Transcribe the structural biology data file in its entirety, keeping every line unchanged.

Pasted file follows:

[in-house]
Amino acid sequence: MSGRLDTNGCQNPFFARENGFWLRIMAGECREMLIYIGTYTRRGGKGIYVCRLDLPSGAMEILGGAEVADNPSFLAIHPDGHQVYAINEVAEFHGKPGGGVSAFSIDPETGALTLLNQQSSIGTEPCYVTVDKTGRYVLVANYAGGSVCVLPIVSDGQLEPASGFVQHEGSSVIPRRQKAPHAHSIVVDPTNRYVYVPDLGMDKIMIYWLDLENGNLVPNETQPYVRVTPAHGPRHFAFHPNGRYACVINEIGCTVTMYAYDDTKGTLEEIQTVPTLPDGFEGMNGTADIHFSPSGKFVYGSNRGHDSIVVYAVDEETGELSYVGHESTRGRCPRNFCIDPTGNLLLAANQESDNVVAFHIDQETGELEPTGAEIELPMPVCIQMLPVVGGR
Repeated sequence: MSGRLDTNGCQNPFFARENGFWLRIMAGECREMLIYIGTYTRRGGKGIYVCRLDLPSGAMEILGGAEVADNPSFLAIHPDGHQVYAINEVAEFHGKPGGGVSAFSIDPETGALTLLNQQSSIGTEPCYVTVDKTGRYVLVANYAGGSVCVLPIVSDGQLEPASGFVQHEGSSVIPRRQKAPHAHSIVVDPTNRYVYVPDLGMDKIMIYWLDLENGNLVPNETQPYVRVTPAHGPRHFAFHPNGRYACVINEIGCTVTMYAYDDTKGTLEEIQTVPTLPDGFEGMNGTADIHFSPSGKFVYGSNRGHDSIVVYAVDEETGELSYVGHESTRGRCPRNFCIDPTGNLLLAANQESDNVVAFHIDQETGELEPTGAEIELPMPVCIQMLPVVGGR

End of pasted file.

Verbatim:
[in-house]
Amino acid sequence: MSGRLDTNGCQNPFFARENGFWLRIMAGECREMLIYIGTYTRRGGKGIYVCRLDLPSGAMEILGGAEVADNPSFLAIHPDGHQVYAINEVAEFHGKPGGGVSAFSIDPETGALTLLNQQSSIGTEPCYVTVDKTGRYVLVANYAGGSVCVLPIVSDGQLEPASGFVQHEGSSVIPRRQKAPHAHSIVVDPTNRYVYVPDLGMDKIMIYWLDLENGNLVPNETQPYVRVTPAHGPRHFAFHPNGRYACVINEIGCTVTMYAYDDTKGTLEEIQTVPTLPDGFEGMNGTADIHFSPSGKFVYGSNRGHDSIVVYAVDEETGELSYVGHESTRGRCPRNFCIDPTGNLLLAANQESDNVVAFHIDQETGELEPTGAEIELPMPVCIQMLPVVGGR
Repeated sequence: MSGRLDTNGCQNPFFARENGFWLRIMAGECREMLIYIGTYTRRGGKGIYVCRLDLPSGAMEILGGAEVADNPSFLAIHPDGHQVYAINEVAEFHGKPGGGVSAFSIDPETGALTLLNQQSSIGTEPCYVTVDKTGRYVLVANYAGGSVCVLPIVSDGQLEPASGFVQHEGSSVIPRRQKAPHAHSIVVDPTNRYVYVPDLGMDKIMIYWLDLENGNLVPNETQPYVRVTPAHGPRHFAFHPNGRYACVINEIGCTVTMYAYDDTKGTLEEIQTVPTLPDGFEGMNGTADIHFSPSGKFVYGSNRGHDSIVVYAVDEETGELSYVGHESTRGRCPRNFCIDPTGNLLLAANQESDNVVAFHIDQETGELEPTGAEIELPMPVCIQMLPVVGGR